Eleven instrumentals, forty-six minutes, from a musician, who apparently released already several records but who decided to stay anonymous for this project, it is a very limited debut release (100 copies) on Fluid Audio. "Our Fearful Symmetry"is a nicely conceived trip through the usual modern ambient genre mixing traditional instruments with effects, digital sound sources and processing, in order to find coherence, authenticity, depth and melancholic seductiveness.
This album could be seen as a metaphor of what this scene tries to achieve recently, as it is, soft and relatively non-revolutionary, yet potentially haunting, truly beautiful, refined and formatted to get approval and adhesion.
You are not in unknown territory but in a friendly, safe one, without too much intensity and with enough variations to keep you awake and alert. There is nothing striking here, just soothing, something intimate but never really overtly personal, it reminds me of the atmosphere of Sunday mornings, in town, with closed shops, half-empty roads and alleys, where people are strolling and roaming with no other main aim than draining away the stress and tension of their previous week.
Piano, keys, strings, minimal percussions, field recordings and bells, reverb and delay, like incense smoke floating in the air, ambient drone music with neoclassical influences, "Hummingbird" impresses aesthetically by the level of technical mastership and finesse, but never gives lasting emotions and I mostly go through this record somewhat unconcerned, at least during the first part.
Maybe this feeling is related to the definite human scale at which these tracks are developed, with no hurry and no overwhelming emotions, just a maintained concentration level with often not enough place to drift as a listener, a constant walk, dragging memories but moving forward, under impassive cloudy skies where sunny spells are as unpredictable as sudden showers.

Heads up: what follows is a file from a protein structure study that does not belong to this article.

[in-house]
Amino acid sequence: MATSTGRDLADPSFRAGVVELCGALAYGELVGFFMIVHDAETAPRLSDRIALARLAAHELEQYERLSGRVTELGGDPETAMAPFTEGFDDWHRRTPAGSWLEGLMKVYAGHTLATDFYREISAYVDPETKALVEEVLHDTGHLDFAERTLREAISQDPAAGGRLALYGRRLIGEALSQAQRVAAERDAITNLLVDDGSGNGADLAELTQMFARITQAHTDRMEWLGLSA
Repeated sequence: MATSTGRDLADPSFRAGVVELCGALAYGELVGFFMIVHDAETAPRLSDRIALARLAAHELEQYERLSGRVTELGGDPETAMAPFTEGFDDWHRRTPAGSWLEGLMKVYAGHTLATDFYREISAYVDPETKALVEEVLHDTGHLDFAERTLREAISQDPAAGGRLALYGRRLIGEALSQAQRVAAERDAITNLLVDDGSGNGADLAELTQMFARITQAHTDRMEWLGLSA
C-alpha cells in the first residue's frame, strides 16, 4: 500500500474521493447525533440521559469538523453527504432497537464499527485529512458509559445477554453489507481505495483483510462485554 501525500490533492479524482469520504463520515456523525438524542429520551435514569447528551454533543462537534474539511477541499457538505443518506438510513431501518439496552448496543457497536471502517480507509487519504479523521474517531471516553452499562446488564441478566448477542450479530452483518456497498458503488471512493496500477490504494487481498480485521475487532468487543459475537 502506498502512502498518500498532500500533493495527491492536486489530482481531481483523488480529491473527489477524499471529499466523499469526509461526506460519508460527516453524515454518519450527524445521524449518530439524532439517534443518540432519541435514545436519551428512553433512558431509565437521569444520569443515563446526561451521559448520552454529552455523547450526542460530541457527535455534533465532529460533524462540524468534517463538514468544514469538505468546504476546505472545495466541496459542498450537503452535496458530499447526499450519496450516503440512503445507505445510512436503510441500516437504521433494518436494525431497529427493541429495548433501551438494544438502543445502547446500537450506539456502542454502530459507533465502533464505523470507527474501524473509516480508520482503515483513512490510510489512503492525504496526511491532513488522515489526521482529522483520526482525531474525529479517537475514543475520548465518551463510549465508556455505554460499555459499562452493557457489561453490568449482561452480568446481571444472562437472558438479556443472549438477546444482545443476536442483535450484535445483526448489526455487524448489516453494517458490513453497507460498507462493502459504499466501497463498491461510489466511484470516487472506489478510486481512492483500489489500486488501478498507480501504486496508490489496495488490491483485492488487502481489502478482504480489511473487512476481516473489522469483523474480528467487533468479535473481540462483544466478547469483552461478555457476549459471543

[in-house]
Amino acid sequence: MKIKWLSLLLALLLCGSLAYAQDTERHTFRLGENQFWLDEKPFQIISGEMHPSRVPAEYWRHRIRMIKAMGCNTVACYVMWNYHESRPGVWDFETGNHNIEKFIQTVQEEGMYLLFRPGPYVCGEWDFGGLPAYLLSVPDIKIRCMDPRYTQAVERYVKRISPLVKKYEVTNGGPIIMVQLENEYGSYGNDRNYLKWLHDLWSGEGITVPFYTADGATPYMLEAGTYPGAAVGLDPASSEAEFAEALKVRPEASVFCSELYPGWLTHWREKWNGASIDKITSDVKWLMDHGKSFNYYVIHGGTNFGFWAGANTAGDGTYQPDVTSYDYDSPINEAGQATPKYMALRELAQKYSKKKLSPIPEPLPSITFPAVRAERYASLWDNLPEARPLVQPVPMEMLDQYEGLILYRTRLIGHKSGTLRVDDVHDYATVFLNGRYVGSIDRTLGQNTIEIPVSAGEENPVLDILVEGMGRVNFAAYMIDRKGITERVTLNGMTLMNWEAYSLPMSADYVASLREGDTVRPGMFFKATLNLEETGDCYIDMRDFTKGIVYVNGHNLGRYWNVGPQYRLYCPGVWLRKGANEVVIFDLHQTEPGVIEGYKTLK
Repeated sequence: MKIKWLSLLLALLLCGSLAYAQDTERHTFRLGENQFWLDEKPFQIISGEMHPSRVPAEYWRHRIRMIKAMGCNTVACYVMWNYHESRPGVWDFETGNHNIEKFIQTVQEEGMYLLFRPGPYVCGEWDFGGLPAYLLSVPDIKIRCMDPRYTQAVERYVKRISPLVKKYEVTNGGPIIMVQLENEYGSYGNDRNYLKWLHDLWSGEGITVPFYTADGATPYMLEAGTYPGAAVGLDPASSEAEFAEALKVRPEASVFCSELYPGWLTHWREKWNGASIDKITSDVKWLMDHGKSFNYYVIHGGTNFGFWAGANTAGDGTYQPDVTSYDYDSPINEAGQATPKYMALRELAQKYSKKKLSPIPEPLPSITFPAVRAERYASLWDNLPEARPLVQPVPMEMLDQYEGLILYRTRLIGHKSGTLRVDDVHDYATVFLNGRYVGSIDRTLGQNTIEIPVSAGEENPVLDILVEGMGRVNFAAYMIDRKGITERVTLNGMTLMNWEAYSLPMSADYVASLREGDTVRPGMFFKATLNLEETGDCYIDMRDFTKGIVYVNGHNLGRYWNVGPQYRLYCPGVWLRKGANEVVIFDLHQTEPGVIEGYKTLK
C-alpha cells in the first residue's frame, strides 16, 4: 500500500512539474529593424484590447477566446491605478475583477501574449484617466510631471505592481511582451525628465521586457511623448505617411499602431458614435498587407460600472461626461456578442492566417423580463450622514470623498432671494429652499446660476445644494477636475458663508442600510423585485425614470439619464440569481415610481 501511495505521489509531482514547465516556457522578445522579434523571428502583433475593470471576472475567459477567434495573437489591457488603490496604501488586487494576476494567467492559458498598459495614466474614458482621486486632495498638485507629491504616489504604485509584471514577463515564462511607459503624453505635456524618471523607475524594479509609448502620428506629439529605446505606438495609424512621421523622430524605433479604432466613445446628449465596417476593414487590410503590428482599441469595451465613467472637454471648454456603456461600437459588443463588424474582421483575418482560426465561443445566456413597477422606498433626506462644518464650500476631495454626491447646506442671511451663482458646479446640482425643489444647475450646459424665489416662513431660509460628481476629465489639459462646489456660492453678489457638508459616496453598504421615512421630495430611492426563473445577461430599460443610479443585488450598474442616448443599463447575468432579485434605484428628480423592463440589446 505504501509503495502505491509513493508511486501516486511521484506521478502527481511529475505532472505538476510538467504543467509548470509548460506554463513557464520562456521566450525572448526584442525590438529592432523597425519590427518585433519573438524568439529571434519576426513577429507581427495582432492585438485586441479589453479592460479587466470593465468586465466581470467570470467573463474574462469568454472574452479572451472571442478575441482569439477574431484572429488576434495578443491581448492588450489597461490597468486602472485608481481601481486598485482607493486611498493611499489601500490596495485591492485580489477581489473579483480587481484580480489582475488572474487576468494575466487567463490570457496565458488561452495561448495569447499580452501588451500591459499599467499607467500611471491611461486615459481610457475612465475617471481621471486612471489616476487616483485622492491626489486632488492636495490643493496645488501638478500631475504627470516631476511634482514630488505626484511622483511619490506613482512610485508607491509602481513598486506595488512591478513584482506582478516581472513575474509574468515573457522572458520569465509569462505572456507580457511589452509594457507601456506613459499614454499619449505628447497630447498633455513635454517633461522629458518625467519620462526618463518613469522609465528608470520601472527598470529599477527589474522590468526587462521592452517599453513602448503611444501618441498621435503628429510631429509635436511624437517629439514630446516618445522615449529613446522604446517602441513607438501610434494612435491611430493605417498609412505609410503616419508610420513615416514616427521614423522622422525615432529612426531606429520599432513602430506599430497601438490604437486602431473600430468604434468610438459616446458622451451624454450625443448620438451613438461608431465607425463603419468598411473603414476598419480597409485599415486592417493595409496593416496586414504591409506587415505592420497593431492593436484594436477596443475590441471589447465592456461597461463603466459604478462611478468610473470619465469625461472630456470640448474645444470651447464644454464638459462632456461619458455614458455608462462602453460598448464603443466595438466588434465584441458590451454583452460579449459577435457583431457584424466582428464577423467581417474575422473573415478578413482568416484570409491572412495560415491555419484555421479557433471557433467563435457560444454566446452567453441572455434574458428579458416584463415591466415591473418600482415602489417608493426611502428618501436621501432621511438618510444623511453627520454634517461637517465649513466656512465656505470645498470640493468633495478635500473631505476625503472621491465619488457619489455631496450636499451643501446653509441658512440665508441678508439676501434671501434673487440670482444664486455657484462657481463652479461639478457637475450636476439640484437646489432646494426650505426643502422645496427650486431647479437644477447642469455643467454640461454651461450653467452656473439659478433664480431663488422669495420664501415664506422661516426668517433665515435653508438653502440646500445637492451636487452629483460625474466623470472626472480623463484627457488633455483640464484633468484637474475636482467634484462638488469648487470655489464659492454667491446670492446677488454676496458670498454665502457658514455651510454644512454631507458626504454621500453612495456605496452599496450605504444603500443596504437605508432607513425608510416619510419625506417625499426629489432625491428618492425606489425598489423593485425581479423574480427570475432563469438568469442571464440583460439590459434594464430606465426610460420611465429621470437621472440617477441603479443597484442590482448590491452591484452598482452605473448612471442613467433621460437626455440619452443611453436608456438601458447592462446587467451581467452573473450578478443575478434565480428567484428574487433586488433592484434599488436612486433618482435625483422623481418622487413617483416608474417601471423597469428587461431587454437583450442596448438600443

"Uncertainty in Copenhagen" directly installs the scenario, highly reverberated disillusioned piano notes under melancholic strings, like walking down with some reluctance an empty street set between high houses, one icy late winter morning. Coldness invades us further on "Seeds of Deception", with the feel of being isolated and chilled.
Subtle shift on "The Little Green Box" as a pale hesitant sun starts to shine briefly through the clouds and our mood slowly melts and gets progressively warmer as the cold needles finally recede from our fingers. A solar cello holds the entry of "Sketch of the Mythology" and never stops the embrace, holding crystalline hopeful piano notes and a deliciously appeasing choir wave.
Back to darkness with "Eemina", with barely audible echoes of distant conversations behind your close eyelids, having a nap in a waiting room or in a crowded train, and waking up after it, for a short nostalgic reverie, "Florian".
"Thoughts in the Head" gives you some space to breathe, in a middle of a wide lawn park, with a blank stare in the direction of a distant grove. Before moving the eyes towards the sky, "Starfish Seastar" and walking again, along one of the most splendid and more driving tracks of this album yet still very somnolent.
"Defining Space" adopts the drone ambient structure of slowly evolving textures in the background, with close intimate field recordings of what could be interpreted as steps on a solid ground. "The Making of a Revolution" is much more introspective and comforting instead of being just comfortable, with its pervading sadness. Following this more open path, the last track lets you finally breathe deeply and rest yourself with slowly pulsating waves of sound and their lulling impact.